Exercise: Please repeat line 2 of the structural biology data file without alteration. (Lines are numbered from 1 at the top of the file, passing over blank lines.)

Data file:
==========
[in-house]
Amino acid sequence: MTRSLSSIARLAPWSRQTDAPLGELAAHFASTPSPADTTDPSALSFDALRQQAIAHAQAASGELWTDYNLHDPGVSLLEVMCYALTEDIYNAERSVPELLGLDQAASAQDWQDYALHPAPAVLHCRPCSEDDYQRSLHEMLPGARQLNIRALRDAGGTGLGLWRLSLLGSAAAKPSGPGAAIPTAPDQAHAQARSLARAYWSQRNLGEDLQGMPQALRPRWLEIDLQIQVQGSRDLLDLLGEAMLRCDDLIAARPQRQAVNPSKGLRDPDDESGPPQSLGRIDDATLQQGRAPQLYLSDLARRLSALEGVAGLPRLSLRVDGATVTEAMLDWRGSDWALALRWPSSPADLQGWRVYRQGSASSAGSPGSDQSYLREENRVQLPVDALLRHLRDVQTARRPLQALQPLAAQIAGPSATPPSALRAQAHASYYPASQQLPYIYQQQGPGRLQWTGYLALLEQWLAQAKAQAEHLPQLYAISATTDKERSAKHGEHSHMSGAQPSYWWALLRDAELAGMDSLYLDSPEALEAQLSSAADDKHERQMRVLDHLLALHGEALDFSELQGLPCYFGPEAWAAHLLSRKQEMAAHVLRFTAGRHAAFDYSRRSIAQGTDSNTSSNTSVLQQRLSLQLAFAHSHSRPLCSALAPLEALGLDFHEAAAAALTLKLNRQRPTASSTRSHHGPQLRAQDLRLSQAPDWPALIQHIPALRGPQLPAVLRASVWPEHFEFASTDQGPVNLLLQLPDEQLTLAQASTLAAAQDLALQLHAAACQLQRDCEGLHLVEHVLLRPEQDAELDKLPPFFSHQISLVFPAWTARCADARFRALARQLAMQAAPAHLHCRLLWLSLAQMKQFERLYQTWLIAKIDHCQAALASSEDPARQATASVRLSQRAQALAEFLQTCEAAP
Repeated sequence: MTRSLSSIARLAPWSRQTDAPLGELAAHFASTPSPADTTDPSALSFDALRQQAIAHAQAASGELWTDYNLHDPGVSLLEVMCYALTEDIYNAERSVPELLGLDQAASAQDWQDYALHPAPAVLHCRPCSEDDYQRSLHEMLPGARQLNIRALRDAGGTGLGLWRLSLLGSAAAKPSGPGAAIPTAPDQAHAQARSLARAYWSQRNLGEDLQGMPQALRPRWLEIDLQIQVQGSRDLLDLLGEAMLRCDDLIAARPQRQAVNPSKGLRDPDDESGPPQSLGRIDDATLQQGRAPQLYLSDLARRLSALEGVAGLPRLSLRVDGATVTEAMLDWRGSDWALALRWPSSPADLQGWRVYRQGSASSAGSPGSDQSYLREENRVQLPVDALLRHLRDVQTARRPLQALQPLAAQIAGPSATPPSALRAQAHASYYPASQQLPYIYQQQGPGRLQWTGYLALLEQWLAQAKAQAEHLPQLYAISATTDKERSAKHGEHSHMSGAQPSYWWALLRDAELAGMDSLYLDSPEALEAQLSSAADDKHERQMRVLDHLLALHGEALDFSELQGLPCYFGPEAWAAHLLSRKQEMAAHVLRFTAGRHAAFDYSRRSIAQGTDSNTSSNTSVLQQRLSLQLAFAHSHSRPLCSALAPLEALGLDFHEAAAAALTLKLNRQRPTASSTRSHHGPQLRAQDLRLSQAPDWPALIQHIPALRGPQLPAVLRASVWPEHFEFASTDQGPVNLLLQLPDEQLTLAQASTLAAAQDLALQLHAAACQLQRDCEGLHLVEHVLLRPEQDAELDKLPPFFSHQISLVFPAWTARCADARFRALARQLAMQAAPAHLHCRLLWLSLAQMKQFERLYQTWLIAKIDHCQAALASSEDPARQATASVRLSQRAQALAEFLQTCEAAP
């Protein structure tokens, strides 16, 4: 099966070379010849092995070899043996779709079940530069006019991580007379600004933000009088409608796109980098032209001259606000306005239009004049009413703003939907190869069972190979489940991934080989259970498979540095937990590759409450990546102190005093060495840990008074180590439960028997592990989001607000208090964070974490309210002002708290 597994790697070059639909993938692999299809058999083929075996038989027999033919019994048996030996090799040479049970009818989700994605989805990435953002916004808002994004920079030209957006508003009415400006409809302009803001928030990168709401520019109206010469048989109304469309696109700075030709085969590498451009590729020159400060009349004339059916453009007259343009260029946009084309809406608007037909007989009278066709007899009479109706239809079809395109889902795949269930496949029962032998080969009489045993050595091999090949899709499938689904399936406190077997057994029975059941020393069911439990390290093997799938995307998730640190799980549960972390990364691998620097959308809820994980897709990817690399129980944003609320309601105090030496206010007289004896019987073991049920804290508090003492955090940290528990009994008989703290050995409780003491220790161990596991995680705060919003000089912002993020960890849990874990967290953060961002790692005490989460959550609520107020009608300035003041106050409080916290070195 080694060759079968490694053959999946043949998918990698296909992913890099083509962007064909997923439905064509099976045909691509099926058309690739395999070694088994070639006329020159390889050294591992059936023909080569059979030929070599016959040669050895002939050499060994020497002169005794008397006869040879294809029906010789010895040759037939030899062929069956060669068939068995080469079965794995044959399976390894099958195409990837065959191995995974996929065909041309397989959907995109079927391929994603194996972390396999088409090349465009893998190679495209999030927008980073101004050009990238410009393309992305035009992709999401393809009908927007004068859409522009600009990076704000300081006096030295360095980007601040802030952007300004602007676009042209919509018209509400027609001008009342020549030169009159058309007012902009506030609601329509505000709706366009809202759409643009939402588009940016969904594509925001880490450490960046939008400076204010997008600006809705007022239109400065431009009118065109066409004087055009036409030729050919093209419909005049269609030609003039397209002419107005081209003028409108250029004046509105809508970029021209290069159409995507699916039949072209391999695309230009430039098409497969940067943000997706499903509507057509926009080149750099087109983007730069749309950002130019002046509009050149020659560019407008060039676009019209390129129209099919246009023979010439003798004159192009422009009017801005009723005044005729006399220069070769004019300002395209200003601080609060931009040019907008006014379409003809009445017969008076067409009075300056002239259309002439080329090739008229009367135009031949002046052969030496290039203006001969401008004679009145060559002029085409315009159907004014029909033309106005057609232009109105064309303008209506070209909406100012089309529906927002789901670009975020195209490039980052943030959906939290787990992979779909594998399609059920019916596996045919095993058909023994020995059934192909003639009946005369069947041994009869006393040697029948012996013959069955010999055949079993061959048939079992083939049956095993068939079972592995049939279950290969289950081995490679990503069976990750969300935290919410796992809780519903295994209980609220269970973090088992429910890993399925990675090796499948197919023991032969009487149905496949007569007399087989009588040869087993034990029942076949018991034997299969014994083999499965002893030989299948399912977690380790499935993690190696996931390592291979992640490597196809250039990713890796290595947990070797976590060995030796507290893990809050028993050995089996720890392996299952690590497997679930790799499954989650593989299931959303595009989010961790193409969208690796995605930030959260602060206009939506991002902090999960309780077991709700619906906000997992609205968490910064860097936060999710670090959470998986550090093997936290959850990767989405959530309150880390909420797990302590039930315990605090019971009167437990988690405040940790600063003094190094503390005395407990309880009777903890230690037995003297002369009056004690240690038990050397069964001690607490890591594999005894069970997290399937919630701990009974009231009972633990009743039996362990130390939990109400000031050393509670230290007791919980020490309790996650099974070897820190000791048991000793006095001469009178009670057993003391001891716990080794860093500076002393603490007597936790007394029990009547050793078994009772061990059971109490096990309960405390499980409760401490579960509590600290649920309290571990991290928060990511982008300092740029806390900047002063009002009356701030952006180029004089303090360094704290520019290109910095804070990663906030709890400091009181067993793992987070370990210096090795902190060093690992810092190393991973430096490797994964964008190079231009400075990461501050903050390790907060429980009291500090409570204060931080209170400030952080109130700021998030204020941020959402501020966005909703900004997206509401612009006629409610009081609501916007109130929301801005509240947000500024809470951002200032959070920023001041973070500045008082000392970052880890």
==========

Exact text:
Amino acid sequence: MTRSLSSIARLAPWSRQTDAPLGELAAHFASTPSPADTTDPSALSFDALRQQAIAHAQAASGELWTDYNLHDPGVSLLEVMCYALTEDIYNAERSVPELLGLDQAASAQDWQDYALHPAPAVLHCRPCSEDDYQRSLHEMLPGARQLNIRALRDAGGTGLGLWRLSLLGSAAAKPSGPGAAIPTAPDQAHAQARSLARAYWSQRNLGEDLQGMPQALRPRWLEIDLQIQVQGSRDLLDLLGEAMLRCDDLIAARPQRQAVNPSKGLRDPDDESGPPQSLGRIDDATLQQGRAPQLYLSDLARRLSALEGVAGLPRLSLRVDGATVTEAMLDWRGSDWALALRWPSSPADLQGWRVYRQGSASSAGSPGSDQSYLREENRVQLPVDALLRHLRDVQTARRPLQALQPLAAQIAGPSATPPSALRAQAHASYYPASQQLPYIYQQQGPGRLQWTGYLALLEQWLAQAKAQAEHLPQLYAISATTDKERSAKHGEHSHMSGAQPSYWWALLRDAELAGMDSLYLDSPEALEAQLSSAADDKHERQMRVLDHLLALHGEALDFSELQGLPCYFGPEAWAAHLLSRKQEMAAHVLRFTAGRHAAFDYSRRSIAQGTDSNTSSNTSVLQQRLSLQLAFAHSHSRPLCSALAPLEALGLDFHEAAAAALTLKLNRQRPTASSTRSHHGPQLRAQDLRLSQAPDWPALIQHIPALRGPQLPAVLRASVWPEHFEFASTDQGPVNLLLQLPDEQLTLAQASTLAAAQDLALQLHAAACQLQRDCEGLHLVEHVLLRPEQDAELDKLPPFFSHQISLVFPAWTARCADARFRALARQLAMQAAPAHLHCRLLWLSLAQMKQFERLYQTWLIAKIDHCQAALASSEDPARQATASVRLSQRAQALAEFLQTCEAAP